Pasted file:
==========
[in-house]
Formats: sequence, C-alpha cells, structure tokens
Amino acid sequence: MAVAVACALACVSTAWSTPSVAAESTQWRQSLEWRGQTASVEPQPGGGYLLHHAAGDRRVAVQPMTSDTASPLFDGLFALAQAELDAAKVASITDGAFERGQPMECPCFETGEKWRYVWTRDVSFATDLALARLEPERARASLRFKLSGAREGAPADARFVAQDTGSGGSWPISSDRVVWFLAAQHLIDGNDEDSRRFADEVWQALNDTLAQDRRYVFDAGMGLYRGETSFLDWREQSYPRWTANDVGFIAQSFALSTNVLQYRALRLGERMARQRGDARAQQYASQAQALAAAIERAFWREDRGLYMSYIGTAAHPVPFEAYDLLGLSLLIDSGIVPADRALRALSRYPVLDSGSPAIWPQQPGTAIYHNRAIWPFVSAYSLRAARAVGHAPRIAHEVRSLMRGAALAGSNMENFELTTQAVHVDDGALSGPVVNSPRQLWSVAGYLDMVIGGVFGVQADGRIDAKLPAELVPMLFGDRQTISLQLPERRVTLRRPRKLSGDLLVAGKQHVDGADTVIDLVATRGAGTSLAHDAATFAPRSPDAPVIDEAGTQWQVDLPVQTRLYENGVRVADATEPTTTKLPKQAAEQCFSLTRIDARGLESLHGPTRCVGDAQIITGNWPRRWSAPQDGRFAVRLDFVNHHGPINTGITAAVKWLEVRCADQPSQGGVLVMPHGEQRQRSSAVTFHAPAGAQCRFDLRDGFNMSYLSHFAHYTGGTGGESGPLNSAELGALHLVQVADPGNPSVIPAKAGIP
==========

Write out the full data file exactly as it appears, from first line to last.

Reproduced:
[in-house]
Formats: sequence, C-alpha cells, structure tokens
Amino acid sequence: MAVAVACALACVSTAWSTPSVAAESTQWRQSLEWRGQTASVEPQPGGGYLLHHAAGDRRVAVQPMTSDTASPLFDGLFALAQAELDAAKVASITDGAFERGQPMECPCFETGEKWRYVWTRDVSFATDLALARLEPERARASLRFKLSGAREGAPADARFVAQDTGSGGSWPISSDRVVWFLAAQHLIDGNDEDSRRFADEVWQALNDTLAQDRRYVFDAGMGLYRGETSFLDWREQSYPRWTANDVGFIAQSFALSTNVLQYRALRLGERMARQRGDARAQQYASQAQALAAAIERAFWREDRGLYMSYIGTAAHPVPFEAYDLLGLSLLIDSGIVPADRALRALSRYPVLDSGSPAIWPQQPGTAIYHNRAIWPFVSAYSLRAARAVGHAPRIAHEVRSLMRGAALAGSNMENFELTTQAVHVDDGALSGPVVNSPRQLWSVAGYLDMVIGGVFGVQADGRIDAKLPAELVPMLFGDRQTISLQLPERRVTLRRPRKLSGDLLVAGKQHVDGADTVIDLVATRGAGTSLAHDAATFAPRSPDAPVIDEAGTQWQVDLPVQTRLYENGVRVADATEPTTTKLPKQAAEQCFSLTRIDARGLESLHGPTRCVGDAQIITGNWPRRWSAPQDGRFAVRLDFVNHHGPINTGITAAVKWLEVRCADQPSQGGVLVMPHGEQRQRSSAVTFHAPAGAQCRFDLRDGFNMSYLSHFAHYTGGTGGESGPLNSAELGALHLVQVADPGNPSVIPAKAGIP